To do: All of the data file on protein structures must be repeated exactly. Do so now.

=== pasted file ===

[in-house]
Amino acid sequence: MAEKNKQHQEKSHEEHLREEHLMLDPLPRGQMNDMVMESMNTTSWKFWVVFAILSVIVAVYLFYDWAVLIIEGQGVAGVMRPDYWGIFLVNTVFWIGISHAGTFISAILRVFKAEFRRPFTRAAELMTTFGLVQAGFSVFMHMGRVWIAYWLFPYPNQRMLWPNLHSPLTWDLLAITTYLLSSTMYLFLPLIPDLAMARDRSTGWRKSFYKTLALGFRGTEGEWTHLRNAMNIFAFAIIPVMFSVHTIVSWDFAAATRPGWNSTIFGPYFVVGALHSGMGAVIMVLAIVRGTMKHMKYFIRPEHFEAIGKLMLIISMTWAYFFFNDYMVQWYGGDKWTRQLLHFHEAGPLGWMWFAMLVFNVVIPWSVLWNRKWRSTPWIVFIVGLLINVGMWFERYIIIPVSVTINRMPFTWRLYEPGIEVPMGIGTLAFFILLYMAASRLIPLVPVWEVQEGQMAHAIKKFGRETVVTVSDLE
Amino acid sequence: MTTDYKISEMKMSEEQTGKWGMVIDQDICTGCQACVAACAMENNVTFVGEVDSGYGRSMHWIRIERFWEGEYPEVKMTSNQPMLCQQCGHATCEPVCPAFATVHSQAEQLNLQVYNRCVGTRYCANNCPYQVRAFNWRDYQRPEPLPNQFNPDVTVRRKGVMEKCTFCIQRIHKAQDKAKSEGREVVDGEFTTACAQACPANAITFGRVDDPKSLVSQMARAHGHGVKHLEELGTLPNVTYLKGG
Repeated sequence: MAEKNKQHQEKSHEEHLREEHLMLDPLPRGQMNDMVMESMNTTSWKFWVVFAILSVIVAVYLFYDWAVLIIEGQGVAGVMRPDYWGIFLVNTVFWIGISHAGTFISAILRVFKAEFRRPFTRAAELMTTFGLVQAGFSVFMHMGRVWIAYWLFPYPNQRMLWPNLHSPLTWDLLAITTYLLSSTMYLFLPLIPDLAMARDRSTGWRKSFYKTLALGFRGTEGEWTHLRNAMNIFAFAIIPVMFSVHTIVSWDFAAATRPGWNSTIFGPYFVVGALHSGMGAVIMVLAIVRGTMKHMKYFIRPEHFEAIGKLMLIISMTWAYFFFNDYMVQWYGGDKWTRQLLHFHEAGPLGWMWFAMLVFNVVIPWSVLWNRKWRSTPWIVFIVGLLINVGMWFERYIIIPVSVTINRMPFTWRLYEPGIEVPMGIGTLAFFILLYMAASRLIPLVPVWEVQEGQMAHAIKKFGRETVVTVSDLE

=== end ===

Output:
[in-house]
Amino acid sequence: MAEKNKQHQEKSHEEHLREEHLMLDPLPRGQMNDMVMESMNTTSWKFWVVFAILSVIVAVYLFYDWAVLIIEGQGVAGVMRPDYWGIFLVNTVFWIGISHAGTFISAILRVFKAEFRRPFTRAAELMTTFGLVQAGFSVFMHMGRVWIAYWLFPYPNQRMLWPNLHSPLTWDLLAITTYLLSSTMYLFLPLIPDLAMARDRSTGWRKSFYKTLALGFRGTEGEWTHLRNAMNIFAFAIIPVMFSVHTIVSWDFAAATRPGWNSTIFGPYFVVGALHSGMGAVIMVLAIVRGTMKHMKYFIRPEHFEAIGKLMLIISMTWAYFFFNDYMVQWYGGDKWTRQLLHFHEAGPLGWMWFAMLVFNVVIPWSVLWNRKWRSTPWIVFIVGLLINVGMWFERYIIIPVSVTINRMPFTWRLYEPGIEVPMGIGTLAFFILLYMAASRLIPLVPVWEVQEGQMAHAIKKFGRETVVTVSDLE
Amino acid sequence: MTTDYKISEMKMSEEQTGKWGMVIDQDICTGCQACVAACAMENNVTFVGEVDSGYGRSMHWIRIERFWEGEYPEVKMTSNQPMLCQQCGHATCEPVCPAFATVHSQAEQLNLQVYNRCVGTRYCANNCPYQVRAFNWRDYQRPEPLPNQFNPDVTVRRKGVMEKCTFCIQRIHKAQDKAKSEGREVVDGEFTTACAQACPANAITFGRVDDPKSLVSQMARAHGHGVKHLEELGTLPNVTYLKGG
Repeated sequence: MAEKNKQHQEKSHEEHLREEHLMLDPLPRGQMNDMVMESMNTTSWKFWVVFAILSVIVAVYLFYDWAVLIIEGQGVAGVMRPDYWGIFLVNTVFWIGISHAGTFISAILRVFKAEFRRPFTRAAELMTTFGLVQAGFSVFMHMGRVWIAYWLFPYPNQRMLWPNLHSPLTWDLLAITTYLLSSTMYLFLPLIPDLAMARDRSTGWRKSFYKTLALGFRGTEGEWTHLRNAMNIFAFAIIPVMFSVHTIVSWDFAAATRPGWNSTIFGPYFVVGALHSGMGAVIMVLAIVRGTMKHMKYFIRPEHFEAIGKLMLIISMTWAYFFFNDYMVQWYGGDKWTRQLLHFHEAGPLGWMWFAMLVFNVVIPWSVLWNRKWRSTPWIVFIVGLLINVGMWFERYIIIPVSVTINRMPFTWRLYEPGIEVPMGIGTLAFFILLYMAASRLIPLVPVWEVQEGQMAHAIKKFGRETVVTVSDLE